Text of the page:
Russian diplomat calls for Boris Johnson to quit
A Russian diplomat has called for Boris Johnson to resign after he compared Russia's staging of the football World Cup to Hitler hosting the Olympics.
Andrey Pritsepov, the consul general in Scotland, said the foreign secretary's comment "crossed all diplomatic lines".
And he insisted it was "ridiculous" to suggest Vladimir Putin would use the tournament for political ends.
Prime Minister Theresa May will warn later that Russia poses a threat to Western democracy.
And she will urge EU leaders to stand together in the face of Russian aggression.
Mrs May has accused Russia of being behind the nerve agent attack on the former spy Sergei Skripal and his daughter Yulia in Salisbury - something which Moscow denies.
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Her foreign secretary, Mr Johnson, told a Commons committee on Wednesday that it was "certainly right" to compare "what is going to happen in Moscow in the World Cup" this summer with the 1936 Olympics in Nazi Germany, which were used as a propaganda tool by Hitler.
Mr Johnson added: "I think it is an emetic prospect frankly to think of Putin glorying in this sporting event."
Downing Street later confirmed Mr Johnson was speaking on behalf of the government.
The Kremlin has described Mr Johnson's comments as "disgusting", "unacceptable" and "not worthy of a foreign minister of any country".
When asked about Mr Johnson's remarks by the BBC's Good Morning Scotland programme, Mr Pritsepov said that "maybe it is time for him to go".
He also claimed it was "outrageous" and "very shortsighted" for Mrs May to have blamed Russia for the nerve agent attack "before the investigations have started".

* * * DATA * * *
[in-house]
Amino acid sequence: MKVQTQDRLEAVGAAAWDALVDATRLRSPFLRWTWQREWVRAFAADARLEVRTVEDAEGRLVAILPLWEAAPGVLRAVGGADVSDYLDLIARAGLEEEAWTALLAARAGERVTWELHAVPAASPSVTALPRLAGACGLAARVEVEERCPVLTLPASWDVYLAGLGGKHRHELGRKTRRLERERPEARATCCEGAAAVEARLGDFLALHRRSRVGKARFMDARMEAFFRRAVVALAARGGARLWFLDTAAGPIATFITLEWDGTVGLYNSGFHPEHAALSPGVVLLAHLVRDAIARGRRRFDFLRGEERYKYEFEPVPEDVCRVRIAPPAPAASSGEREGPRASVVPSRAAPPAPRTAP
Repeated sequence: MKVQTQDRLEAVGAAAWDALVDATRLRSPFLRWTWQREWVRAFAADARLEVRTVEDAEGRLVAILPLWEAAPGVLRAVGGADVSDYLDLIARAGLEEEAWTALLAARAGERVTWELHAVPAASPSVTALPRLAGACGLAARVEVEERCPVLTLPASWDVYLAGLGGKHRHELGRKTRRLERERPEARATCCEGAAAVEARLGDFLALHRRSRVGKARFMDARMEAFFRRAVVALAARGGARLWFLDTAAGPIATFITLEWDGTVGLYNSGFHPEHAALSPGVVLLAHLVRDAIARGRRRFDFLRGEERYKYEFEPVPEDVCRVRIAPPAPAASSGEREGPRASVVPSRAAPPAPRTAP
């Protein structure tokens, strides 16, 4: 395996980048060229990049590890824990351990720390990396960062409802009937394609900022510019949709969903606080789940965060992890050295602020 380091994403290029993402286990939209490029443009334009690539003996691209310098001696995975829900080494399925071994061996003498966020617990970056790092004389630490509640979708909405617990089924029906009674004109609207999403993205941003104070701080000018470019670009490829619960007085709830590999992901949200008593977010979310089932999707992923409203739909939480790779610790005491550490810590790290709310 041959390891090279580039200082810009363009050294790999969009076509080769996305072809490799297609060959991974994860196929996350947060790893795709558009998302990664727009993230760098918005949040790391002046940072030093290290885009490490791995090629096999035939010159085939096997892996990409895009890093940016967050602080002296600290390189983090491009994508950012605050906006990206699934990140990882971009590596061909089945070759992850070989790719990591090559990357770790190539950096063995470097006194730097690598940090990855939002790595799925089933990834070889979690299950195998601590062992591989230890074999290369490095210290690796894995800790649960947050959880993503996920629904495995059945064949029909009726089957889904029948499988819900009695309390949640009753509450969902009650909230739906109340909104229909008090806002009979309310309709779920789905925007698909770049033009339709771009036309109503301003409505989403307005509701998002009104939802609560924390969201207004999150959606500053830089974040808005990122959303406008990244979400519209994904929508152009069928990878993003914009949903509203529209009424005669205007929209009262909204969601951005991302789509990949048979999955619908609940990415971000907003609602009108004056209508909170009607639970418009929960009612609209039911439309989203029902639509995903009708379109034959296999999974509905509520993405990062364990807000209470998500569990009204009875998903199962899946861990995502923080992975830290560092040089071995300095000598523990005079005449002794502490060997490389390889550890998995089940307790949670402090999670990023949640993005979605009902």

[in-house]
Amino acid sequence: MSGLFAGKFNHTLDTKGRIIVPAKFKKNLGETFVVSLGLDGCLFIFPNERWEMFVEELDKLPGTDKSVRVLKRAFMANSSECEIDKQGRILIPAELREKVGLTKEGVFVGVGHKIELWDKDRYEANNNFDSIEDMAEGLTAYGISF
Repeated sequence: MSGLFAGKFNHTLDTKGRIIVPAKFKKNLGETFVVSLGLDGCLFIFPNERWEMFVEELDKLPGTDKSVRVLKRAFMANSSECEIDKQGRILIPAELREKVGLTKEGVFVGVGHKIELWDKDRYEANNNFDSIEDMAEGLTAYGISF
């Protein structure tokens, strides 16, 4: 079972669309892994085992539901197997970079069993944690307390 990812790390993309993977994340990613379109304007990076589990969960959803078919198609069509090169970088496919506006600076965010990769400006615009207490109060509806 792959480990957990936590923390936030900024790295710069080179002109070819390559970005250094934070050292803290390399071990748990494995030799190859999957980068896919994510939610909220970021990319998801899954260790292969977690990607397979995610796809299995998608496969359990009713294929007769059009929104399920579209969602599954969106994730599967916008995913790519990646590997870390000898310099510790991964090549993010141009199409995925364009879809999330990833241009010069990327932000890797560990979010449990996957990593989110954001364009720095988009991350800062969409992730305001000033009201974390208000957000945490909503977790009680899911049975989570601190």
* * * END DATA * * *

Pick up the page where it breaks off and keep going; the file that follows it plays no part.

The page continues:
Scotland's first minister, Nicola Sturgeon, has joined Mrs May in condemning Russia over the chemical attack, saying it was "very clear that Russia cannot be permitted to unlawfully kill or attempt to kill people on the streets of the UK with impunity."
The Russian Consulate in Edinburgh said on Wednesday that it had noted "with regret" that the Scottish government had "unequivocally provided their full support to this hostile standoff with Russia".
But it said it had been "receiving warm messages of support and consideration from many residents of Scotland and want to thank them all profoundly."
Mr Pritsepov said he had since had a "very constructive meeting" with the Scottish government, where they had agreed "that we will talk to each other, that we would act positively, and that we will try to de-escalate the stand-off".
And he suggested that residents of Scotland who applied for visas to travel to Russia would not be affected by the expulsion of 23 Russian diplomats as much as those in England and Wales.
When asked whether it would now be harder for UK resident to get through the visa process, he said: "Not for residents of Scotland because we are providing all consular support.
"As to England and Wales, my ambassador has warned that the waiting time could double."